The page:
Gulf-based futures markets are maturing but there are unique challenges - panel
Top traders and brokers in the Gulf debated on Thursday the
pros and cons of trading in Dubai and saw some of the pressures
similarly impacting other key markets.
Speaking at the FOW Trading Middle East in Dubai on Thursday,
a panel of brokers said the Gulf-based futures markets were
maturing but there are unique challenges.
Arshad Khan, an executive director at broker Mena Corp and a
former founder of DGCX, told the delegation the local futures
market was under threat because "liquidity is flowing to the
over-the-counter market and this is something we are trying
to stem as a large Futures Commission Merchant".
Khan said his customers are diverse: "Our clients are hooked
up to the international markets, these clients care about
liquidity and spread. Me-too products are not working any
more, there is more interest in something innovative,
something new. The other challenge is unsophisticated
investors, we have to work with them."
Jamie Gavin, the head of Europe, Middle East and Africa
over-the-counter clearing sales at Societe Generale, told FOW
Trading Middle East his clients are similarly demanding:
"Clients are looking for capacity and liquidity, the ability
to trade through global market access as well as additional
services such as co-location, algos as well as other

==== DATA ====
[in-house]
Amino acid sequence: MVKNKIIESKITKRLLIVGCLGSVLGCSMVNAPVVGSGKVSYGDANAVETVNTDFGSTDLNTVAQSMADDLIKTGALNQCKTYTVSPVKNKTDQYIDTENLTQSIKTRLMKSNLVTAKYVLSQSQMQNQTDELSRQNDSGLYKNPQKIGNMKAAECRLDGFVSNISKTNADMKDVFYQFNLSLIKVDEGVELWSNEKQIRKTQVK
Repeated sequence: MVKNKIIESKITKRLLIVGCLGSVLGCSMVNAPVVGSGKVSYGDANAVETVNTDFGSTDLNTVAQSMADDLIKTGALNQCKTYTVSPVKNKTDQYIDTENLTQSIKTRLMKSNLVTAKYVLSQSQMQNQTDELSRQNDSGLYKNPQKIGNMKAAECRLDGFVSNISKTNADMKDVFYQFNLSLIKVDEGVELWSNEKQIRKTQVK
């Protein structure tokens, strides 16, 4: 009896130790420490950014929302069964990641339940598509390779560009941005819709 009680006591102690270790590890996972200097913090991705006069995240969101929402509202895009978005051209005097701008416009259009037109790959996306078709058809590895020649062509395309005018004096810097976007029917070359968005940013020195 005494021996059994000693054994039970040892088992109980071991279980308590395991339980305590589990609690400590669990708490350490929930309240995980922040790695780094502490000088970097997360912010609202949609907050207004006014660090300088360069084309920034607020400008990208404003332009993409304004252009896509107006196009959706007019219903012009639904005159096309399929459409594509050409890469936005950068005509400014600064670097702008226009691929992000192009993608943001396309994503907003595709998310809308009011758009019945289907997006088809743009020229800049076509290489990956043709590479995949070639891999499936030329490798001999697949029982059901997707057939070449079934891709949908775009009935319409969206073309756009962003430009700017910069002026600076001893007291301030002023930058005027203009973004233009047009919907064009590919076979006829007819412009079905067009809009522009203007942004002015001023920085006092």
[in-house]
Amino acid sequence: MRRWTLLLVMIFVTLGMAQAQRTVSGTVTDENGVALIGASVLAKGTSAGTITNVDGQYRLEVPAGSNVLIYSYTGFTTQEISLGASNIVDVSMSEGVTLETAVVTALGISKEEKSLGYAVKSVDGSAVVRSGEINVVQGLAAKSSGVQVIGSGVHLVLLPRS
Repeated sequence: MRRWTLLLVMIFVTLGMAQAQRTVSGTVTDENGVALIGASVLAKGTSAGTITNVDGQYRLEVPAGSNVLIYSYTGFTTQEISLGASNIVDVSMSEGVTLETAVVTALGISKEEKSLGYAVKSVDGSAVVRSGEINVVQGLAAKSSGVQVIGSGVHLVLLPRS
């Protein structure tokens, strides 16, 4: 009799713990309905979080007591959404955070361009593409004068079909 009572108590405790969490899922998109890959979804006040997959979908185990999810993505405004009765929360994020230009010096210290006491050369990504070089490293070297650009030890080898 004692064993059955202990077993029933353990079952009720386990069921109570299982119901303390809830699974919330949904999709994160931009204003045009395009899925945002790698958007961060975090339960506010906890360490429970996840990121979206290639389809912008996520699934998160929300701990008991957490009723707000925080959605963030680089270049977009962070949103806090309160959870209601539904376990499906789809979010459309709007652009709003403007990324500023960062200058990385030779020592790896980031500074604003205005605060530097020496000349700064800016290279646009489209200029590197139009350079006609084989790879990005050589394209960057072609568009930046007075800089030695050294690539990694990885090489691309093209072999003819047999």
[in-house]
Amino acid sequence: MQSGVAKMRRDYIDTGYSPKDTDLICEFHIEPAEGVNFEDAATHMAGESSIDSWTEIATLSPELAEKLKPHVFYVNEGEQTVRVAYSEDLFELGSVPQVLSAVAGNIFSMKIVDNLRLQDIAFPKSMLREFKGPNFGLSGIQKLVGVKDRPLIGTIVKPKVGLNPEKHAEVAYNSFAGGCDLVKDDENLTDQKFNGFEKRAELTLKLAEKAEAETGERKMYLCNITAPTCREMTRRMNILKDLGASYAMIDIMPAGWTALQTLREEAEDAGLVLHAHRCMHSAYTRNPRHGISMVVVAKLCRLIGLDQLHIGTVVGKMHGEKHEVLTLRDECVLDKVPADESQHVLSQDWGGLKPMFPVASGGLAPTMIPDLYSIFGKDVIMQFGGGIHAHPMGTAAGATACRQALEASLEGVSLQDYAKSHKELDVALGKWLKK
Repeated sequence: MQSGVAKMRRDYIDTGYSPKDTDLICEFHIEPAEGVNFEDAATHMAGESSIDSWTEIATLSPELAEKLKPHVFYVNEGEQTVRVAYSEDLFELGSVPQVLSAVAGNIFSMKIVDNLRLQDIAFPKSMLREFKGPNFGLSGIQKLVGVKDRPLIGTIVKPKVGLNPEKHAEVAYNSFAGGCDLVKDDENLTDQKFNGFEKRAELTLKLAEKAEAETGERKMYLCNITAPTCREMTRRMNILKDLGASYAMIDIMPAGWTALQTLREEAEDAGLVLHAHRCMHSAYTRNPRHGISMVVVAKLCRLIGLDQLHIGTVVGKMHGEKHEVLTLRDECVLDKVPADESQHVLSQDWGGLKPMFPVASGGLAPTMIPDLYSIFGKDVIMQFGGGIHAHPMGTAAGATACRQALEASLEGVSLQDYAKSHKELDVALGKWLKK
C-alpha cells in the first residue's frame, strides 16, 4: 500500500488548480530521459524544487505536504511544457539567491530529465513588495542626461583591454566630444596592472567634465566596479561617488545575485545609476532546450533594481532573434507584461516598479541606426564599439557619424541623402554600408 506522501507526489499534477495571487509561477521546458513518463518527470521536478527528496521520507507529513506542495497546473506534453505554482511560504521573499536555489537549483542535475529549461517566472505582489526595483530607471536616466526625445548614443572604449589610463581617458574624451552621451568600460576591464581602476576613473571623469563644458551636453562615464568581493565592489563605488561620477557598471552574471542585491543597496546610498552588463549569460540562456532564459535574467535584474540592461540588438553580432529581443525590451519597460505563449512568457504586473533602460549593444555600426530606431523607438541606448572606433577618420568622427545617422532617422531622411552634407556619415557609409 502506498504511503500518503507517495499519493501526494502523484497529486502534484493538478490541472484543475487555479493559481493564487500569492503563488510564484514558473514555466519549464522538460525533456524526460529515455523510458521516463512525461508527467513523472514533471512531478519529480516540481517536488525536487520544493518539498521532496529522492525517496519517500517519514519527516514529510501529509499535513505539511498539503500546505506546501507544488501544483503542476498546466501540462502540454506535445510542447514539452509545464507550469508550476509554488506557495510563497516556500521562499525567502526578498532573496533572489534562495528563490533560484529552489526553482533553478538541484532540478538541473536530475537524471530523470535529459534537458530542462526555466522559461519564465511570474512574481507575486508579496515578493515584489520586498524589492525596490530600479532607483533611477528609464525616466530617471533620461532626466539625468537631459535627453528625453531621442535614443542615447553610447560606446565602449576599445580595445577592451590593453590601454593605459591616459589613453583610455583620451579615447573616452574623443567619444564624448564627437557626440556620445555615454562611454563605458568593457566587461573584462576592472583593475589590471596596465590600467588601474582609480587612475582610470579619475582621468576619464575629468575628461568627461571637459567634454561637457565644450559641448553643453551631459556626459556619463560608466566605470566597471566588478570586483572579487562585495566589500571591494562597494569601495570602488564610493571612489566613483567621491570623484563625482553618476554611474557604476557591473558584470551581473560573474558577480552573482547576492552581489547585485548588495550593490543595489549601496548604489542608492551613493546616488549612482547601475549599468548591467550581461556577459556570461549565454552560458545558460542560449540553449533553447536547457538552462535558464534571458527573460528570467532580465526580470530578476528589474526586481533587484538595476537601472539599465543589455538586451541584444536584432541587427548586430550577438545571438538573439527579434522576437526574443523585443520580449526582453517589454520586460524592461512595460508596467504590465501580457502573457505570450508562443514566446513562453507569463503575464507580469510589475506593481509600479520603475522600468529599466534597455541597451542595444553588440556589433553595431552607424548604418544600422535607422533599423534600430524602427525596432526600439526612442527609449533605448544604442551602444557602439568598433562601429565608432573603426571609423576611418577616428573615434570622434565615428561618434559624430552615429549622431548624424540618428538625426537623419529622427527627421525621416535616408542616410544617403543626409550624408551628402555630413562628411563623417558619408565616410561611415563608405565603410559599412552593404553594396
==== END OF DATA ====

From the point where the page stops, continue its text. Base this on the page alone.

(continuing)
joined-up services, and they want it cheap."
A unique challenge for large investment banks acting brokers
however, is the capital requirements being imposed on them by
global banking regulators: "It is impossible to underestimate
the impact that capital and regulation is having on the
market. We have to change our business models to deal with
the capital changes. Similarly, we are pricing our services
geared towards the new capital environment.
Khan added: "When the markets go through these types of
regulation, you would expect the markets to tighten. For a
big FCM such as ours, we seen an opportunity because the
regulation will place a squeeze on smaller players. There is
however a risk that the regulation could squeeze these
smaller firms out of business altogether."
Akash Kular, chief executive of Synergy Trading Associates,
told the delegation he sees Dubai as a beneficiary of tighter
regulations in larger neighbouring countries. He said: "I
expect to see more demand from the sub-continent. As the
regulations there get tighter and tighter, there will be more
a shift to Dubai. It's a real shame there are not more
Americans here, when I was in Chicago earlier this month,
everyone was asking about India."
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